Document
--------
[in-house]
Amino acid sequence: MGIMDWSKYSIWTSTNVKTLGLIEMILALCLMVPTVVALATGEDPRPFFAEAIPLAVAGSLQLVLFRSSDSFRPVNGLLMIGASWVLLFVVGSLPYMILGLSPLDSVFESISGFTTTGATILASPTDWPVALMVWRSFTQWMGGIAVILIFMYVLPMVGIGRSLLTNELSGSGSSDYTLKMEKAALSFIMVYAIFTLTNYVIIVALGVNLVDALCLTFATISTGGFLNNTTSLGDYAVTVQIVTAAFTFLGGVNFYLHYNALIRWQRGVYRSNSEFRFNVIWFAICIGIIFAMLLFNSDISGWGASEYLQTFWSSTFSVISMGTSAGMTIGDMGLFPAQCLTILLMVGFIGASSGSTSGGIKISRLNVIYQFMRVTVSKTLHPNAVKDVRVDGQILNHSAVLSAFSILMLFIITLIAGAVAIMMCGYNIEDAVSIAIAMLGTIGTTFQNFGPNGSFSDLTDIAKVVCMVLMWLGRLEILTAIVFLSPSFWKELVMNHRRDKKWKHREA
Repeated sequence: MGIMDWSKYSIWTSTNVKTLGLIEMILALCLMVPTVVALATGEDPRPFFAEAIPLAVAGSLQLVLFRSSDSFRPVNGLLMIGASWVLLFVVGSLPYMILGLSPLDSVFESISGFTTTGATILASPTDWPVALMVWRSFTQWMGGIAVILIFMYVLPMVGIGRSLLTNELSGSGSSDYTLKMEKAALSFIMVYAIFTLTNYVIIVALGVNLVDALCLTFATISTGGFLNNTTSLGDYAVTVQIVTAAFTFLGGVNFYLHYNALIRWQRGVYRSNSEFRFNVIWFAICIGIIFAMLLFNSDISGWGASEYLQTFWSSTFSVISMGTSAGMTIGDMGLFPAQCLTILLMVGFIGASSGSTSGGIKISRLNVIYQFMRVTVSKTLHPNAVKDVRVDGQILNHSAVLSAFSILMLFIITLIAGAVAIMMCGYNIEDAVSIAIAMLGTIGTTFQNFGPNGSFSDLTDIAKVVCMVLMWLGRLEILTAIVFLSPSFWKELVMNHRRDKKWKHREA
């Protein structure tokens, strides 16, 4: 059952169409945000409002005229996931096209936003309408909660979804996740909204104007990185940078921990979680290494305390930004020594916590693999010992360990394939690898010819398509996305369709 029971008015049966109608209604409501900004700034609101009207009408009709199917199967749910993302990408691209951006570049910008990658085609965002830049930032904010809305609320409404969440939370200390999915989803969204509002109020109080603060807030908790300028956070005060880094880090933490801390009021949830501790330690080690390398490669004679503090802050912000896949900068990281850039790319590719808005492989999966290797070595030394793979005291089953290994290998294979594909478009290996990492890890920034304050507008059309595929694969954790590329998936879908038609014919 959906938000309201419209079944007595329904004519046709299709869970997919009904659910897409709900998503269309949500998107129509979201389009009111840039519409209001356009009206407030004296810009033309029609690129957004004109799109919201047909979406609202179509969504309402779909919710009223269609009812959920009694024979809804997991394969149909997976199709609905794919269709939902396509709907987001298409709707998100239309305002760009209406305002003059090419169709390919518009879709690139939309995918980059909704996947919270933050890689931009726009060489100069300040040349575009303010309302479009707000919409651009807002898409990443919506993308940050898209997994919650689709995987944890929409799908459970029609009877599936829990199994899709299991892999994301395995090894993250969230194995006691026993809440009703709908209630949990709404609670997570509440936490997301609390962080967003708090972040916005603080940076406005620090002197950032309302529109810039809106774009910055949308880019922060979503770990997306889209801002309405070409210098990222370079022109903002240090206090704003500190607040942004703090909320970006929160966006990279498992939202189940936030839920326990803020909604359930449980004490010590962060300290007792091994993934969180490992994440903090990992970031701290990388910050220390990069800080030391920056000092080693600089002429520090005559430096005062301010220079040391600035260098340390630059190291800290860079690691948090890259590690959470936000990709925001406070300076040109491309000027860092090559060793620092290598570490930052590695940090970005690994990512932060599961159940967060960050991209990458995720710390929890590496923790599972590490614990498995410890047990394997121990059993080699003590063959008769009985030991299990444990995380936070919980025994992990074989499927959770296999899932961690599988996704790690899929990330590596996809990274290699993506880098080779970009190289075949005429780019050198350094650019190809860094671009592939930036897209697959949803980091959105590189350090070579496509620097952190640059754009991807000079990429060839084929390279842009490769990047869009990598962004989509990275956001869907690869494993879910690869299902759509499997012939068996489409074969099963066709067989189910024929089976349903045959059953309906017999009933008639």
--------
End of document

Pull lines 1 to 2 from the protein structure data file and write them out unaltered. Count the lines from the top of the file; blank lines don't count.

[in-house]
Amino acid sequence: MGIMDWSKYSIWTSTNVKTLGLIEMILALCLMVPTVVALATGEDPRPFFAEAIPLAVAGSLQLVLFRSSDSFRPVNGLLMIGASWVLLFVVGSLPYMILGLSPLDSVFESISGFTTTGATILASPTDWPVALMVWRSFTQWMGGIAVILIFMYVLPMVGIGRSLLTNELSGSGSSDYTLKMEKAALSFIMVYAIFTLTNYVIIVALGVNLVDALCLTFATISTGGFLNNTTSLGDYAVTVQIVTAAFTFLGGVNFYLHYNALIRWQRGVYRSNSEFRFNVIWFAICIGIIFAMLLFNSDISGWGASEYLQTFWSSTFSVISMGTSAGMTIGDMGLFPAQCLTILLMVGFIGASSGSTSGGIKISRLNVIYQFMRVTVSKTLHPNAVKDVRVDGQILNHSAVLSAFSILMLFIITLIAGAVAIMMCGYNIEDAVSIAIAMLGTIGTTFQNFGPNGSFSDLTDIAKVVCMVLMWLGRLEILTAIVFLSPSFWKELVMNHRRDKKWKHREA